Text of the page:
A single letter, almost 20 years old, could change the lives of more than 80 low-income families in Napa.
Back in October, Napa Valley Community Housing CEO Kathleen Reynolds received a phone message.
A man called and said his family had a buildable parcel of three lots in the middle of south Napa and wondered if she’d be interested in developing affordable homes on it.
“I couldn’t believe it,” said Reynolds. “There must be a catch,” she thought.
No catch, said Bill and Barbara Ream, the owners of the property.
The lot was flat, over three acres and had a density overlay on it that would be advantageous for affordable housing. Bill Ream emailed Reynolds a copy of a letter dated more than 19 years earlier. It was written by Kelly Berryman, a former Napa Valley Community Housing (NVCH) board member.
Berryman’s unsolicited letter asked if the family was interested in selling their parcel at 1000 Shetler Ave. The lot is located near the intersection of Soscol Avenue.
This letter wasn’t unique. Over the years, Bill and Barbara Ream had received many from would-be buyers. “We had this huge folder of letters from all these people wanting to build there and develop it,” said Bill Ream. “But we weren’t interested.”
The parcel is where Barbara Ream’s grandparents, John and Lucy Ianziti, had built their homestead decades earlier. Later, an elderly aunt, Mary Ianziti, lived in the family home on the property, Bill Ream said.
When their aunt eventually moved out of the house, the family decided it was the right time to sell the property and contacted Reynolds.
“Your letter was professional and the idea of creating housing for low income people in Napa always intrigued us,” the couple wrote.
The sale closed in early April. The purchase price was $2.65 million, said NVCH.
Reynolds said the nonprofit held preliminary meetings with the city of Napa department heads, discussed ideas in terms of infrastructure and building layout and received positive comments and suggestions.
“In a few years, we will have built over 80 attractive and safe homes that will enhance the neighborhood,” she said.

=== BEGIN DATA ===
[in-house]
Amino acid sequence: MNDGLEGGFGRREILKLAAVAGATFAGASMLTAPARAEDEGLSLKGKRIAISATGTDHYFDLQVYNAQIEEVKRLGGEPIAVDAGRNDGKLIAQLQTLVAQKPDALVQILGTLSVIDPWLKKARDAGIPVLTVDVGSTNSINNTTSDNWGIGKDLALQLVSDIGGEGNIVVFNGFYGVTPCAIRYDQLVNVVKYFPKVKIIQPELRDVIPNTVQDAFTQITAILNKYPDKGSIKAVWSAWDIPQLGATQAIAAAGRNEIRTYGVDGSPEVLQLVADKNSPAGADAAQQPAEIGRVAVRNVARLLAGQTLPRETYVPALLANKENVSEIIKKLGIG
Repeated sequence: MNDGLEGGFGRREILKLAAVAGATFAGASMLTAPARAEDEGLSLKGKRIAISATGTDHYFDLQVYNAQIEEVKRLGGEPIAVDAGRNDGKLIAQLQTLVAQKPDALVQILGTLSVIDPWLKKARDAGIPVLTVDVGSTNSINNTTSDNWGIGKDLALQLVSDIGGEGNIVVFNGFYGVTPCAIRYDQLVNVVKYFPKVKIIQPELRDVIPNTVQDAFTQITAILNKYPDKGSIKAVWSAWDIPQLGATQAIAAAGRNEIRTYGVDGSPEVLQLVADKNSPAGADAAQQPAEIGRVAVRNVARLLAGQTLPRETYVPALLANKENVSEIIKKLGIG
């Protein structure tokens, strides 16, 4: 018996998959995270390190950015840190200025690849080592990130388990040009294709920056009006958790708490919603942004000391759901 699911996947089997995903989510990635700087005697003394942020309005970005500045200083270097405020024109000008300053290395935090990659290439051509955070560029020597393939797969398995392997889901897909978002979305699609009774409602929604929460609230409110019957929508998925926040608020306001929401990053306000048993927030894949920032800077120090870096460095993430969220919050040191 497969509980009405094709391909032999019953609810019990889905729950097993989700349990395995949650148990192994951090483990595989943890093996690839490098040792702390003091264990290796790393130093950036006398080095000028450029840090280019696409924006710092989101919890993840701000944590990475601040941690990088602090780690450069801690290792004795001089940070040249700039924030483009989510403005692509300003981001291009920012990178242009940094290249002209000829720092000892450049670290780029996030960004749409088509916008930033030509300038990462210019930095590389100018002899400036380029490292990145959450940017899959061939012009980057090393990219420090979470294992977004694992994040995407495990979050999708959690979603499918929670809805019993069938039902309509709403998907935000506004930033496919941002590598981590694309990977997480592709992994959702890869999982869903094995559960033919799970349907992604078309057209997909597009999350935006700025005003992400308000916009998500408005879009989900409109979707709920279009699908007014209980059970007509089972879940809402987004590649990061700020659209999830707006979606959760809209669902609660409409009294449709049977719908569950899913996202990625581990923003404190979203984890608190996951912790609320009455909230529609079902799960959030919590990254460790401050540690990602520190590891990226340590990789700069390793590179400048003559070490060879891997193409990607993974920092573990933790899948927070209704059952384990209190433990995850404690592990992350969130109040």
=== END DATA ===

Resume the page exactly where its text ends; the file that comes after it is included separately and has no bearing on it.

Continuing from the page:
Barbara Ream has many memories of the Shetler Avenue property. Her grandparents worked hard to maintain the land, turning it into something that closely resembled the small village in southern Italy that John Ianziti came from, she said.
“There were fruit orchards, olive trees, almond trees, grapevines (and) a house he built,” she said. Barbara’s father, Adelbert Ianziti, grew up there “and it was a really important place to him.”
“My father had a deep respect for all those who contributed to the success of the valley, and recognized the value of hard labor,” said Ream.
“He once took us to pick peas for the day. We earned next to nothing but, even as kids, I remember how sore I felt afterwards. It left a lasting impression on me.”
Her mother, Doris, “sacrificed a great deal to support our family,” she wrote.
My father had a stroke 14 years ago, and she remained his primary care giver throughout the remainder of his life.
Barbara Ream said her dad would frequently return to his childhood home on Shetler Ave to work on the property and visit with her aunt Mary.
The family house, less than 800 square feet, includes three tiny bedrooms, a small living room, an even smaller dining area and one bathroom. Two girls and two boys, including Adelbert, were raised in the home, said Barbara Ream. During the hot summer months the family would eat their meals in the cellar area, where it was cooler.
“This was a place of peace for him until he passed,” she said.
Ream grew up watching her father’s “great concern for people who didn’t have adequate housing.” Her father even built a home in Yountville that he leased to vineyard workers.
“I knew where my father’s head was in terms of really appreciating the people that built the community of Napa. When we approached Kathleen we felt like this was honoring my father and grandparents as immigrants themselves and also having worked so hard to be able to create a life for themselves and their family.”
Even though she’s since moved out of the state, “I’m really looking forward to seeing what’s going to happen,” she said. “I think they’d be so proud.”
“It took the vision and foresight of one family to change the lives of many families,” said Reynolds.
That, and one old — but not forgotten — letter.
This story was edited to reflect the correct sale price of the property.
You can reach reporter Jennifer Huffman at 256-2218 or email@example.com
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